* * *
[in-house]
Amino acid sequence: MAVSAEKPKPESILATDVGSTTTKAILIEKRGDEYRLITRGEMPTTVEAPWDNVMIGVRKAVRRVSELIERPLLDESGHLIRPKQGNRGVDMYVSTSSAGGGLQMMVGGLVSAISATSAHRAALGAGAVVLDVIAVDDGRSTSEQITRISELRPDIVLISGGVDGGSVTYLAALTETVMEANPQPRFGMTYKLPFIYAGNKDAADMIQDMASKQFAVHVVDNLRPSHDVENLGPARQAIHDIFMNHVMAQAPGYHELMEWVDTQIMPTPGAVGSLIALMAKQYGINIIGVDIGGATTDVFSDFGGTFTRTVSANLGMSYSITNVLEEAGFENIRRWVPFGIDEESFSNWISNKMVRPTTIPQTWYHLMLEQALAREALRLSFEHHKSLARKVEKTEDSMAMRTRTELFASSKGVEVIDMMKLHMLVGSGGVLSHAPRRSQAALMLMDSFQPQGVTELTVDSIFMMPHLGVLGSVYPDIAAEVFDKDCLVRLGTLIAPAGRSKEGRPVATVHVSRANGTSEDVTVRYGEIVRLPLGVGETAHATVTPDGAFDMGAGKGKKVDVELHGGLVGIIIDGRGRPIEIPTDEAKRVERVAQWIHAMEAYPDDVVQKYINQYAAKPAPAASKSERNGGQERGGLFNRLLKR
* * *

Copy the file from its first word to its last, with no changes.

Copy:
[in-house]
Amino acid sequence: MAVSAEKPKPESILATDVGSTTTKAILIEKRGDEYRLITRGEMPTTVEAPWDNVMIGVRKAVRRVSELIERPLLDESGHLIRPKQGNRGVDMYVSTSSAGGGLQMMVGGLVSAISATSAHRAALGAGAVVLDVIAVDDGRSTSEQITRISELRPDIVLISGGVDGGSVTYLAALTETVMEANPQPRFGMTYKLPFIYAGNKDAADMIQDMASKQFAVHVVDNLRPSHDVENLGPARQAIHDIFMNHVMAQAPGYHELMEWVDTQIMPTPGAVGSLIALMAKQYGINIIGVDIGGATTDVFSDFGGTFTRTVSANLGMSYSITNVLEEAGFENIRRWVPFGIDEESFSNWISNKMVRPTTIPQTWYHLMLEQALAREALRLSFEHHKSLARKVEKTEDSMAMRTRTELFASSKGVEVIDMMKLHMLVGSGGVLSHAPRRSQAALMLMDSFQPQGVTELTVDSIFMMPHLGVLGSVYPDIAAEVFDKDCLVRLGTLIAPAGRSKEGRPVATVHVSRANGTSEDVTVRYGEIVRLPLGVGETAHATVTPDGAFDMGAGKGKKVDVELHGGLVGIIIDGRGRPIEIPTDEAKRVERVAQWIHAMEAYPDDVVQKYINQYAAKPAPAASKSERNGGQERGGLFNRLLKR